Happy, happy, happy, happy Equinox!
One of the things I love most about spring is the lengthening of the days and shortening of the nights. Don’t you? And one of the days I love best is "over-the-hump day" when winter finally ends and spring officially begins, which just happens to be TODAY! The new season officially began at 12:57 p.m. ET today—a precise and fixed point in time. Birds were singing, trees and gardens all popping with blossoms, perfume in the air... All good!
This year, March 20th (today) marks the spring equinox which, in the astronomical system of seasons, is the true first day of spring. It was a glorious balmy day in the Atlanta GA area. After a long and brutal winter, we welcome this season of rebirth, regrowth and renewal of the Earth as plants begin to bloom and we all experience a slight taste of the warmer months to come. The first official day of spring is marked annually by the vernal equinox. For 2014, the vernal equinox is March 20, 2014.
A quick Google search turned up all kinds of fun facts about this day. Here are just a few:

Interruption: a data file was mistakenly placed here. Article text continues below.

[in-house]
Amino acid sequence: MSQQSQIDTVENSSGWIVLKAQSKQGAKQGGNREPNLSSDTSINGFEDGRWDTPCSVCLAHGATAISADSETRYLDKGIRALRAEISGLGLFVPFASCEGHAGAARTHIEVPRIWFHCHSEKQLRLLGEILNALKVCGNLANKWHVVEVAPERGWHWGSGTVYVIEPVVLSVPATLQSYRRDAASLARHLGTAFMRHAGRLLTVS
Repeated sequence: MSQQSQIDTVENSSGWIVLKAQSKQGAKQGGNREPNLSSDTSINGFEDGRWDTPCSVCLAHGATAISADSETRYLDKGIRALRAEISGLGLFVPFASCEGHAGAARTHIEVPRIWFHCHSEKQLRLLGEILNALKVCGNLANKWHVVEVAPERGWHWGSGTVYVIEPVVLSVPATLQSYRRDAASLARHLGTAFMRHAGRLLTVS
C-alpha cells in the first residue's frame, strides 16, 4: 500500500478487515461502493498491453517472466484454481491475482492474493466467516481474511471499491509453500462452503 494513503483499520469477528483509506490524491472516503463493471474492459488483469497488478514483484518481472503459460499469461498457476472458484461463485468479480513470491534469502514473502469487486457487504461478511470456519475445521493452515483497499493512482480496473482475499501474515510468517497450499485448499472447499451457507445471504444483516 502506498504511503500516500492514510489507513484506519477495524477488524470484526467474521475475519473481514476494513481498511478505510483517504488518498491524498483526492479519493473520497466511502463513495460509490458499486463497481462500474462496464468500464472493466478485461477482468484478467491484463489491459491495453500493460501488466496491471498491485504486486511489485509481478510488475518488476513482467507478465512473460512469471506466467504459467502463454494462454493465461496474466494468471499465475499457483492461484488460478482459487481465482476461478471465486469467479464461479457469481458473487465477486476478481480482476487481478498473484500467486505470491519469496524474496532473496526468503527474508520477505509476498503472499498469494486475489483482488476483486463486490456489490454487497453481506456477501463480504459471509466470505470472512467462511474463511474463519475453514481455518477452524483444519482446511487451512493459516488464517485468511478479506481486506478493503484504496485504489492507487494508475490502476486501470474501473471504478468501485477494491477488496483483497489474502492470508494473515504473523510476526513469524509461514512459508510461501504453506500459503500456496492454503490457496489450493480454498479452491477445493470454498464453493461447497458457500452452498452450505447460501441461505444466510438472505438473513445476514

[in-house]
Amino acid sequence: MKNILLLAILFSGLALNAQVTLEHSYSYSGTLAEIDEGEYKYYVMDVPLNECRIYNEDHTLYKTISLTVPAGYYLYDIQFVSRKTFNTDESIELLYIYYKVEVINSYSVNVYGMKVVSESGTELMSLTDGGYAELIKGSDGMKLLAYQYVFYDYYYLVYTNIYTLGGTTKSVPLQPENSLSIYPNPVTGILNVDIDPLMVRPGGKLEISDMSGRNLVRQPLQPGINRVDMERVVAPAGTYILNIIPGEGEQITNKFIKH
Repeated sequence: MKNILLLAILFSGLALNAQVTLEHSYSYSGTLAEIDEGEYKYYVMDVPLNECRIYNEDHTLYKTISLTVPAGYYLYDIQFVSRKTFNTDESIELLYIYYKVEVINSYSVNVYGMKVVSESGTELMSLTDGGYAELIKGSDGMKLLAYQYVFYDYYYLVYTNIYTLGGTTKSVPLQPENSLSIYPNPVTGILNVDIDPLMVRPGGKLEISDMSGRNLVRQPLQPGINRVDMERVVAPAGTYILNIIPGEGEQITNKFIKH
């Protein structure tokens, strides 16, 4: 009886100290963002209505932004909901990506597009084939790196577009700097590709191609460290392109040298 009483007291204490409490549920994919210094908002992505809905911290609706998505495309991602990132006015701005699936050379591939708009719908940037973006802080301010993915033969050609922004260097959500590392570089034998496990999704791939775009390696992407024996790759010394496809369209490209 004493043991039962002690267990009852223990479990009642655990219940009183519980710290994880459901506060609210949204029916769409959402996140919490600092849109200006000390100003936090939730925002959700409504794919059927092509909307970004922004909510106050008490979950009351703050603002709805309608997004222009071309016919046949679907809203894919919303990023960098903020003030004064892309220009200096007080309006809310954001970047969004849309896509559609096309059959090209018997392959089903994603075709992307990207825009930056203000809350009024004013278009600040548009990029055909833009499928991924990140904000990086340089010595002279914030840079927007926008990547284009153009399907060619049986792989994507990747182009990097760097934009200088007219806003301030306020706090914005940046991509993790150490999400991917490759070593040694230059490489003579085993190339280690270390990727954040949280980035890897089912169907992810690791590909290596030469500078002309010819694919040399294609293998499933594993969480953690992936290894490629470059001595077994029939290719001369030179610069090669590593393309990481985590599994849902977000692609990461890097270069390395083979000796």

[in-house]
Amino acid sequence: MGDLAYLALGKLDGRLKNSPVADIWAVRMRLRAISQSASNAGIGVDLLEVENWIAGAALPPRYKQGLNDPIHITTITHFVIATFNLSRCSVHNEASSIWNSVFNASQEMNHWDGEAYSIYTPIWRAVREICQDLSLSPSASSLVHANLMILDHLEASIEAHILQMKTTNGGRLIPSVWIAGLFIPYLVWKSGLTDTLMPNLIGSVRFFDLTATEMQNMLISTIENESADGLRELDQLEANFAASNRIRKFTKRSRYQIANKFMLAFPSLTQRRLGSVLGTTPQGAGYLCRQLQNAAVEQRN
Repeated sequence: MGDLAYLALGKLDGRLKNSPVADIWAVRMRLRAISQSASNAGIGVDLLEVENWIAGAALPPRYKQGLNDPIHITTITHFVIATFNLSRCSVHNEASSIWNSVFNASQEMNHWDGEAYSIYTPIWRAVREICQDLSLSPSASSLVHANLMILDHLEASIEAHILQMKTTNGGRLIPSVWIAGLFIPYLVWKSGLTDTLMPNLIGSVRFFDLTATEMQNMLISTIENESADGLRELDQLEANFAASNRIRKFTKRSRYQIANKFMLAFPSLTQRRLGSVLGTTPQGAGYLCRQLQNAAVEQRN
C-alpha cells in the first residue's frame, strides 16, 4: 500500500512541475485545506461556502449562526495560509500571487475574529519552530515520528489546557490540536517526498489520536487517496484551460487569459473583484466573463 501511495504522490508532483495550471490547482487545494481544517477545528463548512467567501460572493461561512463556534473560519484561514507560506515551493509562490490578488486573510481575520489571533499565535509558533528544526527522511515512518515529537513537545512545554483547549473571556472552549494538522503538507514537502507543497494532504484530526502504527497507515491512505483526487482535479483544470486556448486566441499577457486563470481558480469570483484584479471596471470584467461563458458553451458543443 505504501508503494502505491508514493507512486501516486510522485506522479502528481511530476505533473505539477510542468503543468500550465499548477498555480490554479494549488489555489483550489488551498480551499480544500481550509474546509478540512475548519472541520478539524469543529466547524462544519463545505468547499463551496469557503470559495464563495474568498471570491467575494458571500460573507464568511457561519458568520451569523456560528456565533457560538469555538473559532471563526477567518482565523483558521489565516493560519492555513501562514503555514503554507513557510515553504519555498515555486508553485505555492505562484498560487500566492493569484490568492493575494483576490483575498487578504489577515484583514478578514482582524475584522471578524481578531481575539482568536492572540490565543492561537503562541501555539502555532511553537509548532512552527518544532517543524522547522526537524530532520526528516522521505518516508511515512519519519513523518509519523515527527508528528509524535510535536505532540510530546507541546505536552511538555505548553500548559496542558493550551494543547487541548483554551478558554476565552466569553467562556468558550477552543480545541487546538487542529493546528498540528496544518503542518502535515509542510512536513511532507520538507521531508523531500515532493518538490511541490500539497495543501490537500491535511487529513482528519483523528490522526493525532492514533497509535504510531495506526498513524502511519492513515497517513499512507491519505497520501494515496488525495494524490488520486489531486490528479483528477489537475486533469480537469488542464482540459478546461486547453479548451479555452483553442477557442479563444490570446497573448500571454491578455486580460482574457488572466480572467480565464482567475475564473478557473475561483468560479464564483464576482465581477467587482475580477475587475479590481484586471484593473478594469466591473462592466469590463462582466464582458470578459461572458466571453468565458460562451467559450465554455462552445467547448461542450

- Originating from Latin, the word equinox comes from Aequus (equal) and nox (night). Equinox means 'equal nights,' as in equal hours of both day and night. Thus, the equinoxes mark the days of the year when day and night are roughly the same length.
- The Spring or Vernal Equinox is defined as moment when the sun crosses the equator going south to north. The date the spring and autumn equinoxes fall each year fluctuates by a day, sometimes two days, because of Earth's orbit around the sun.
- According to tradition, the fall and spring equinoxes are the only two times during the year when the sun rises due east and sets due west, as the center of the sun passes directly over the Equator. Exactly when this appears to happen may depend on where you are located on the surface of the Earth
- At that instant that the plane of Earth's equator passes the center of the Sun, the tilt of our planet's axis neither inclines away from nor towards the Sun.
Isn't all of this science and tradition interesting? But the most interesting thing to me is the resulting change of season and the promise of long and sunny days to come. One thing is for sure: the true spring season seems to finally have arrived in Georgia to stay, and I can;t hide how happy I am about that!